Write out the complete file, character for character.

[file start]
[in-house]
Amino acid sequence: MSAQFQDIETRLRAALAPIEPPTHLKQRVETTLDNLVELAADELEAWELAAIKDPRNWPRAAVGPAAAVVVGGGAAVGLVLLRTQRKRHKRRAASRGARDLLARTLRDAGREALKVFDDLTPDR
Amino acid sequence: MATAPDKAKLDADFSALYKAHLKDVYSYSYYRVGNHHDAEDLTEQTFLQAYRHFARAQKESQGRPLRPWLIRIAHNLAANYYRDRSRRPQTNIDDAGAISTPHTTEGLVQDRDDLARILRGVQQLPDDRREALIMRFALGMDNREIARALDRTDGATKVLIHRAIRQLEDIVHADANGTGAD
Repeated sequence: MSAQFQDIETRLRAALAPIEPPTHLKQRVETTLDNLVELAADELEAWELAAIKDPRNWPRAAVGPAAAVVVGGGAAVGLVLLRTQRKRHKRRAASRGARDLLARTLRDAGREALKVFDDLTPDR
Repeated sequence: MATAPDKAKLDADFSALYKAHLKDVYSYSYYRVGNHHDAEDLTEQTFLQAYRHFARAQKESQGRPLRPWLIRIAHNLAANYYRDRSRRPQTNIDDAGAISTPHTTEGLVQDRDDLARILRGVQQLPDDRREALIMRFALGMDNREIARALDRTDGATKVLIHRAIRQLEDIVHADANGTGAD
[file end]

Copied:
[in-house]
Amino acid sequence: MSAQFQDIETRLRAALAPIEPPTHLKQRVETTLDNLVELAADELEAWELAAIKDPRNWPRAAVGPAAAVVVGGGAAVGLVLLRTQRKRHKRRAASRGARDLLARTLRDAGREALKVFDDLTPDR
Amino acid sequence: MATAPDKAKLDADFSALYKAHLKDVYSYSYYRVGNHHDAEDLTEQTFLQAYRHFARAQKESQGRPLRPWLIRIAHNLAANYYRDRSRRPQTNIDDAGAISTPHTTEGLVQDRDDLARILRGVQQLPDDRREALIMRFALGMDNREIARALDRTDGATKVLIHRAIRQLEDIVHADANGTGAD
Repeated sequence: MSAQFQDIETRLRAALAPIEPPTHLKQRVETTLDNLVELAADELEAWELAAIKDPRNWPRAAVGPAAAVVVGGGAAVGLVLLRTQRKRHKRRAASRGARDLLARTLRDAGREALKVFDDLTPDR
Repeated sequence: MATAPDKAKLDADFSALYKAHLKDVYSYSYYRVGNHHDAEDLTEQTFLQAYRHFARAQKESQGRPLRPWLIRIAHNLAANYYRDRSRRPQTNIDDAGAISTPHTTEGLVQDRDDLARILRGVQQLPDDRREALIMRFALGMDNREIARALDRTDGATKVLIHRAIRQLEDIVHADANGTGAD